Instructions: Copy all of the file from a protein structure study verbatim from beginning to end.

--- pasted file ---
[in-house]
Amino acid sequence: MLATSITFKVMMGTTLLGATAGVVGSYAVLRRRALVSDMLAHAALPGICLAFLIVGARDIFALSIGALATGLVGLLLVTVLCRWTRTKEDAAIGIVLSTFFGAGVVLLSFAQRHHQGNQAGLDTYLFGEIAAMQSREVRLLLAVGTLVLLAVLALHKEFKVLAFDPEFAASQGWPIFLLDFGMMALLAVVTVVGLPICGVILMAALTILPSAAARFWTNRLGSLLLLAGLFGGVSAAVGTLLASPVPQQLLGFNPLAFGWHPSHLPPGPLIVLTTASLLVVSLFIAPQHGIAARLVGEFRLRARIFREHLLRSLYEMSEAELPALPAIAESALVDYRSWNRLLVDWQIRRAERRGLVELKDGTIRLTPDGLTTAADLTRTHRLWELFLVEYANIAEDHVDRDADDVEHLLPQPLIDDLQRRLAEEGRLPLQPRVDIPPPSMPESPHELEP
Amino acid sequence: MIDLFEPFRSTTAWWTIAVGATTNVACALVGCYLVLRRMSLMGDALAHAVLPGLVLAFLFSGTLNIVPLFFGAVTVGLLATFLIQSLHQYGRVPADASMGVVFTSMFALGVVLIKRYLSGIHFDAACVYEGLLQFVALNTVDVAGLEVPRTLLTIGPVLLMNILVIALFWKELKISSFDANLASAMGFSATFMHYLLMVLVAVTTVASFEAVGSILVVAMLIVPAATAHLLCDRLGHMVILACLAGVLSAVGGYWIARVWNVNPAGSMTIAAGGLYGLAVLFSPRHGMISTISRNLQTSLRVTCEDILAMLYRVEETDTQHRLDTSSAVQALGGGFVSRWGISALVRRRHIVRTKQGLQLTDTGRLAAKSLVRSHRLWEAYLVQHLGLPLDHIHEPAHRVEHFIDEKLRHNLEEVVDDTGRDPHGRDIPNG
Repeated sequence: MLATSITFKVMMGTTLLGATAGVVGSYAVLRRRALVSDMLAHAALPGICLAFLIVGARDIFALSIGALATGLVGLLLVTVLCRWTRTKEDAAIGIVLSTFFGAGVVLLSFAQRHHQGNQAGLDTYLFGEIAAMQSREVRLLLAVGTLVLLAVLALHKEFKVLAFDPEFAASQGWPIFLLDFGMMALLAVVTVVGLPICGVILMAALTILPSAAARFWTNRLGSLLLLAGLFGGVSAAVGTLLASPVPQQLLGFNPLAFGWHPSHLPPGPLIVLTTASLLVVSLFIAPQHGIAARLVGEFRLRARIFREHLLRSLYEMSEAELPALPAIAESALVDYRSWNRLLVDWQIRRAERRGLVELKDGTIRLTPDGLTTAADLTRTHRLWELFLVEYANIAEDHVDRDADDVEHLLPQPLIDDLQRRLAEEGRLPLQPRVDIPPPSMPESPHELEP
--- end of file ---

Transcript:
[in-house]
Amino acid sequence: MLATSITFKVMMGTTLLGATAGVVGSYAVLRRRALVSDMLAHAALPGICLAFLIVGARDIFALSIGALATGLVGLLLVTVLCRWTRTKEDAAIGIVLSTFFGAGVVLLSFAQRHHQGNQAGLDTYLFGEIAAMQSREVRLLLAVGTLVLLAVLALHKEFKVLAFDPEFAASQGWPIFLLDFGMMALLAVVTVVGLPICGVILMAALTILPSAAARFWTNRLGSLLLLAGLFGGVSAAVGTLLASPVPQQLLGFNPLAFGWHPSHLPPGPLIVLTTASLLVVSLFIAPQHGIAARLVGEFRLRARIFREHLLRSLYEMSEAELPALPAIAESALVDYRSWNRLLVDWQIRRAERRGLVELKDGTIRLTPDGLTTAADLTRTHRLWELFLVEYANIAEDHVDRDADDVEHLLPQPLIDDLQRRLAEEGRLPLQPRVDIPPPSMPESPHELEP
Amino acid sequence: MIDLFEPFRSTTAWWTIAVGATTNVACALVGCYLVLRRMSLMGDALAHAVLPGLVLAFLFSGTLNIVPLFFGAVTVGLLATFLIQSLHQYGRVPADASMGVVFTSMFALGVVLIKRYLSGIHFDAACVYEGLLQFVALNTVDVAGLEVPRTLLTIGPVLLMNILVIALFWKELKISSFDANLASAMGFSATFMHYLLMVLVAVTTVASFEAVGSILVVAMLIVPAATAHLLCDRLGHMVILACLAGVLSAVGGYWIARVWNVNPAGSMTIAAGGLYGLAVLFSPRHGMISTISRNLQTSLRVTCEDILAMLYRVEETDTQHRLDTSSAVQALGGGFVSRWGISALVRRRHIVRTKQGLQLTDTGRLAAKSLVRSHRLWEAYLVQHLGLPLDHIHEPAHRVEHFIDEKLRHNLEEVVDDTGRDPHGRDIPNG
Repeated sequence: MLATSITFKVMMGTTLLGATAGVVGSYAVLRRRALVSDMLAHAALPGICLAFLIVGARDIFALSIGALATGLVGLLLVTVLCRWTRTKEDAAIGIVLSTFFGAGVVLLSFAQRHHQGNQAGLDTYLFGEIAAMQSREVRLLLAVGTLVLLAVLALHKEFKVLAFDPEFAASQGWPIFLLDFGMMALLAVVTVVGLPICGVILMAALTILPSAAARFWTNRLGSLLLLAGLFGGVSAAVGTLLASPVPQQLLGFNPLAFGWHPSHLPPGPLIVLTTASLLVVSLFIAPQHGIAARLVGEFRLRARIFREHLLRSLYEMSEAELPALPAIAESALVDYRSWNRLLVDWQIRRAERRGLVELKDGTIRLTPDGLTTAADLTRTHRLWELFLVEYANIAEDHVDRDADDVEHLLPQPLIDDLQRRLAEEGRLPLQPRVDIPPPSMPESPHELEP